Is Girl-Girl Kissing All About Men?!

Is Girl-Girl Kissing All About Men?!

Girl-girl kissing is the latest fad to sweep the nation. This is according to Jeffrey Kluger, a TIME Magazine senior writer, who contends that, while sapphic kissing is not anything new, young women's public sexual experimentation is.

To Kluger, the act of girl-girl kissing is commonplace because it is increasingly visible and acceptable in popular culture. Celebrities kiss on awards shows. Katy Perry's became a star off on her hit single "I Kissed a Girl and I Liked it". Girls kissing girls has a certain cache in contemporary culture. And, too, today's climate is far less hostile towards of queer culture and queer people than it was a few decades ago.

Rather than offer a nuanced look at the growing acceptability of girl-girl kissing between two "straight women", though, Kluger contends that a girl-girl kissing is never divorced from men or the male gaze.

Kluger bases much of his theories on the research of two UC-Santa Barbara professors, Verta Taylor and Leila Rupp. Taylor and Rupp cite a national survey that found. "fewer than 2% of women called themselves lesbian or bisexual, but fully 8% reported either feeling same-sex desire or engaging in some kind of same-sex act."

Kluger is assuming that the 6% of women who harbor same-sex feelings or engage in same-sex acts but don't identify as lesbian or bisexual MUST be identifying as straight. With that in mind, let's look at the motivations behind that mysterious 6% of women who kiss or want to kiss other girls:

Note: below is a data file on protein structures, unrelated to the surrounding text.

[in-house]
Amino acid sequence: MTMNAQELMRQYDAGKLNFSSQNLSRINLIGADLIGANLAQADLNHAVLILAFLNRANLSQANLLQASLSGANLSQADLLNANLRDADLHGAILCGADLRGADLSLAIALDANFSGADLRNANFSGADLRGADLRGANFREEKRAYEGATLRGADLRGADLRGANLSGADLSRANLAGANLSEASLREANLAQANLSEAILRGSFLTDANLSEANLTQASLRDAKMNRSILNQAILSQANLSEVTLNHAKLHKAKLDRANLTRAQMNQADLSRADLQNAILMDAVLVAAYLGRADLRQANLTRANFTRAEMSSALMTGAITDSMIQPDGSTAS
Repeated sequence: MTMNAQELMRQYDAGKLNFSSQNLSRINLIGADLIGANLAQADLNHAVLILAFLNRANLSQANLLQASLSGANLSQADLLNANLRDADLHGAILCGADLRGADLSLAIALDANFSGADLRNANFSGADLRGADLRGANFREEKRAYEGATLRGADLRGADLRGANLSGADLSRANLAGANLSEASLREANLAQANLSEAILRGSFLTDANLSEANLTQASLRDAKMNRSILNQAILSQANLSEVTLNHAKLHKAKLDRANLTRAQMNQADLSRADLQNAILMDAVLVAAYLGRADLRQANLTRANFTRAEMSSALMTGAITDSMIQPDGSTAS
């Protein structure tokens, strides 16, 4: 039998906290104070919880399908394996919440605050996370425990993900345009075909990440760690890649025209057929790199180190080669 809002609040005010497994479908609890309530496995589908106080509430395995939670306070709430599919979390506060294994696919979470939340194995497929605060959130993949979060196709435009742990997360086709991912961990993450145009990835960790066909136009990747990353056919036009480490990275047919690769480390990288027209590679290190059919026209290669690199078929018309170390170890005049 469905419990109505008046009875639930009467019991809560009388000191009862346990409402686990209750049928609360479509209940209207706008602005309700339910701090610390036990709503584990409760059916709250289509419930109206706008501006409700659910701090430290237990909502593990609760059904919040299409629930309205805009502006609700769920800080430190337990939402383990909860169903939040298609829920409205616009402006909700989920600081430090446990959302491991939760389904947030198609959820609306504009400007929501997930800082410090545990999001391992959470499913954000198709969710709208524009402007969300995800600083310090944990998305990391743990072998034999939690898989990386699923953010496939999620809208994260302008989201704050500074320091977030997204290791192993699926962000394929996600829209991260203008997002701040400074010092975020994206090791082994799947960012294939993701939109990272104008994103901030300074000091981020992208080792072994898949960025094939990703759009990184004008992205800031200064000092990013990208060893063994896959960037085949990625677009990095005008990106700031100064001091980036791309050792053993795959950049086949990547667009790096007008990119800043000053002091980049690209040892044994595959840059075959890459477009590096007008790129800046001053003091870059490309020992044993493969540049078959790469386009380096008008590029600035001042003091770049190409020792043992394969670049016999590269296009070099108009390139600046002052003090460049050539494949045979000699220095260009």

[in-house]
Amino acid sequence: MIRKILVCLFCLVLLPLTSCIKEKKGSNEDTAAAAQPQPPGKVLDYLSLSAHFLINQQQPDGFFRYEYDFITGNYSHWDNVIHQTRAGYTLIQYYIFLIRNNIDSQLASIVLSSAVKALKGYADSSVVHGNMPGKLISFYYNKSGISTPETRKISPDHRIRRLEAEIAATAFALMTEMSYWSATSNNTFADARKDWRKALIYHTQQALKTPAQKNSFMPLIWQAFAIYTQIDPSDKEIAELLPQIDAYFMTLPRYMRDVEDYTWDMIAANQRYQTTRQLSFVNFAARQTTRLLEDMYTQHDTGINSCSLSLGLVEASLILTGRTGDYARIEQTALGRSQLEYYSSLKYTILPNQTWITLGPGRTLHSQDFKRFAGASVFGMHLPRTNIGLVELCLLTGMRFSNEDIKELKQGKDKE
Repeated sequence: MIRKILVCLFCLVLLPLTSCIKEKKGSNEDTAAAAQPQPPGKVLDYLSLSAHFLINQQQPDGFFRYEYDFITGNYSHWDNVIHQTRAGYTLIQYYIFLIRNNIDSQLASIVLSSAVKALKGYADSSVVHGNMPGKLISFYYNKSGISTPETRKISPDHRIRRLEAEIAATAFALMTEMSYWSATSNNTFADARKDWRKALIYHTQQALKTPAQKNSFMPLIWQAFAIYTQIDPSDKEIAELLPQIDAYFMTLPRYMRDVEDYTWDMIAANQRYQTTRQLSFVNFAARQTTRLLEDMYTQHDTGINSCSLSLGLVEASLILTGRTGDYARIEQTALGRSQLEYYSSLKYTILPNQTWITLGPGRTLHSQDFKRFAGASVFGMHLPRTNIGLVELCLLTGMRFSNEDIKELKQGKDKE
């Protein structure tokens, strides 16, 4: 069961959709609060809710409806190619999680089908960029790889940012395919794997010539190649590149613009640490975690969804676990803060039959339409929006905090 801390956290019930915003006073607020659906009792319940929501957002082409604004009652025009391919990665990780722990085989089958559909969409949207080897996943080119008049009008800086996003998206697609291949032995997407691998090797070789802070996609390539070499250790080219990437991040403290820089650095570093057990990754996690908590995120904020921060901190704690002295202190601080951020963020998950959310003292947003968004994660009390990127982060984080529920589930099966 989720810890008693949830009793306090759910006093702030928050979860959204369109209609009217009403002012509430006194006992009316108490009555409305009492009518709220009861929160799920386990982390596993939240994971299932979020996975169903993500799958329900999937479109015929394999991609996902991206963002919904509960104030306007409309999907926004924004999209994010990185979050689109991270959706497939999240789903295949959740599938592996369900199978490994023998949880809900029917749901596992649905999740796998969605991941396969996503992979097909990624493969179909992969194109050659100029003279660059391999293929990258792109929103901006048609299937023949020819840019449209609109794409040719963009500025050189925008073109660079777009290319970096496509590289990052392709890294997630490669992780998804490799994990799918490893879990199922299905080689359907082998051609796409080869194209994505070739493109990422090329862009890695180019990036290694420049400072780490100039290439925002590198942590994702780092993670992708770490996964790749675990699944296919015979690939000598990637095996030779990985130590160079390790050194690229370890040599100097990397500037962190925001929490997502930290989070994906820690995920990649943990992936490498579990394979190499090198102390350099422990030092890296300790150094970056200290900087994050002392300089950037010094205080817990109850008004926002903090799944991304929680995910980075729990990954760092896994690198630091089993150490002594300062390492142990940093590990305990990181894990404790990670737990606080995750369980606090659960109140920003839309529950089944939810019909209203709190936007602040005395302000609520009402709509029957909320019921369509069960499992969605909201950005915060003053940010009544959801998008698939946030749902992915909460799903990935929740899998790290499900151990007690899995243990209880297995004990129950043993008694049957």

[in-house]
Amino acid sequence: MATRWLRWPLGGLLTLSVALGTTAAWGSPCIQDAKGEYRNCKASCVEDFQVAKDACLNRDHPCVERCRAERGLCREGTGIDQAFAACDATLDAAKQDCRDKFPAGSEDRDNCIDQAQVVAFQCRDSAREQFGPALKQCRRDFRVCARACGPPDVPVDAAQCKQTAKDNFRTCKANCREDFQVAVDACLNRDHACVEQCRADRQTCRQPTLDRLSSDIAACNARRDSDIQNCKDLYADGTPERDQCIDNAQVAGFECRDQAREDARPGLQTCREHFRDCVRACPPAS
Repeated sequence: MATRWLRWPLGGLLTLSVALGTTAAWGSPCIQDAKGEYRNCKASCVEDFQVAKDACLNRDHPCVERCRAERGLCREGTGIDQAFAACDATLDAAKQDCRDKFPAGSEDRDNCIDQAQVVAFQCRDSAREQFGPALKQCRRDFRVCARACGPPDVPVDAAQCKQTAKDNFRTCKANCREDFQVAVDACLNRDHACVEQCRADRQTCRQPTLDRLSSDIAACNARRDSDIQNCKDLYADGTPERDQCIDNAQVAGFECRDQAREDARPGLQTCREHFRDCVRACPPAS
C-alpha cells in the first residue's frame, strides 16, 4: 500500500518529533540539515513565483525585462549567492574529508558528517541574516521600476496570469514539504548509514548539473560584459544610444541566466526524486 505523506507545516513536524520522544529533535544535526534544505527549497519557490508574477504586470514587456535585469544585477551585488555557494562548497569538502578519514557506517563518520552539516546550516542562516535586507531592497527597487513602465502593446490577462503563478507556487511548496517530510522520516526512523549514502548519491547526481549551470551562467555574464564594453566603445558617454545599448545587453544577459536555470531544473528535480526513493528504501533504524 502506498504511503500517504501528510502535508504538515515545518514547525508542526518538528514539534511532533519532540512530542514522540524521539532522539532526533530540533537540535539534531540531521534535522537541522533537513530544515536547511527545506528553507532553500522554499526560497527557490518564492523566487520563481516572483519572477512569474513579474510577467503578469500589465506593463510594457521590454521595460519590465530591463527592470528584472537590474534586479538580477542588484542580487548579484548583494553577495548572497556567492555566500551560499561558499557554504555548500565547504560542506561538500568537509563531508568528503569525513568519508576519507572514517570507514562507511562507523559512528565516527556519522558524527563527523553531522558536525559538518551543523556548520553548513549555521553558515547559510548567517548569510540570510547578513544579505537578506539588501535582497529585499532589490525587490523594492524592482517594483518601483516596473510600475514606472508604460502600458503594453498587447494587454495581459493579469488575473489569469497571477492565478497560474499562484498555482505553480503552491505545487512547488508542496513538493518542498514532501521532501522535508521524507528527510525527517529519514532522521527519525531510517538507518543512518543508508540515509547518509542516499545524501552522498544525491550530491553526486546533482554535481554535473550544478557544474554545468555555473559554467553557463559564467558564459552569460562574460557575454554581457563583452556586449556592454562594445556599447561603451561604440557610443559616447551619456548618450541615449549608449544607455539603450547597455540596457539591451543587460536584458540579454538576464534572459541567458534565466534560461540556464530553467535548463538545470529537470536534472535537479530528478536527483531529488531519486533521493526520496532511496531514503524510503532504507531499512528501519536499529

Kluger asserts that, of all the reasons a woman might want to kiss another woman, getting attention from men is paramount. The biggest reason girls kiss girls has to do not with the pleasure of kissing a girl, but with the pleasure of having a man watching her kiss a girl.


"Genuine experimentation" follows, the idea that women are "bi-curious" or "bar curious". They get pleasure out of kissing girls, but they also get pleasure out of having men watch them kiss girls in public.


For some "bi curious" women, girl-girl kissing is an easy and safe transition for women "on their way to coming out as lesbians". The UCSB researchers note that this sort of behavior is a "safe heterosexual space for exploring same sex desire".

It's certainly easy to mock the absurdity of Kluger's piece and its heavy reliance on sexist, heteronormative trope. It's as if, to Kluger, girl-girl sexual experimentation is never not about men. To be fair, he does point out that "heteroflexibility”, a more fluid approach to sexuality and sexual orientation, is on the rise. Yet, at the same time, Kluger relies so heavily on the notion that women are exploring their sexuality solely through the male gaze that room for flexible sexuality is practically inconsequential.